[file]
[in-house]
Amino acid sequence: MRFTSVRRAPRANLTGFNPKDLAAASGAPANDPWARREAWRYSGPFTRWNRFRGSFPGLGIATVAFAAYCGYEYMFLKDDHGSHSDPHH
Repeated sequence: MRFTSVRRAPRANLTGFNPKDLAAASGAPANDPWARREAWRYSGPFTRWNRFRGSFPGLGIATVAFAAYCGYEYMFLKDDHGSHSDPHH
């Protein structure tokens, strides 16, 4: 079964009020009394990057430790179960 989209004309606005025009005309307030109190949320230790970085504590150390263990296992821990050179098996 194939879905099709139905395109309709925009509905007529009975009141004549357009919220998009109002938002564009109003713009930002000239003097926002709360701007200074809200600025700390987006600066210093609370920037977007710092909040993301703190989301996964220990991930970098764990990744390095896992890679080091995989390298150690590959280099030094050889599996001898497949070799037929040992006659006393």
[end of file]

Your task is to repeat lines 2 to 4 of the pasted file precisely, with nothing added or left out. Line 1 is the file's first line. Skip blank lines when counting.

Amino acid sequence: MRFTSVRRAPRANLTGFNPKDLAAASGAPANDPWARREAWRYSGPFTRWNRFRGSFPGLGIATVAFAAYCGYEYMFLKDDHGSHSDPHH
Repeated sequence: MRFTSVRRAPRANLTGFNPKDLAAASGAPANDPWARREAWRYSGPFTRWNRFRGSFPGLGIATVAFAAYCGYEYMFLKDDHGSHSDPHH
């Protein structure tokens, strides 16, 4: 079964009020009394990057430790179960 989209004309606005025009005309307030109190949320230790970085504590150390263990296992821990050179098996 194939879905099709139905395109309709925009509905007529009975009141004549357009919220998009109002938002564009109003713009930002000239003097926002709360701007200074809200600025700390987006600066210093609370920037977007710092909040993301703190989301996964220990991930970098764990990744390095896992890679080091995989390298150690590959280099030094050889599996001898497949070799037929040992006659006393």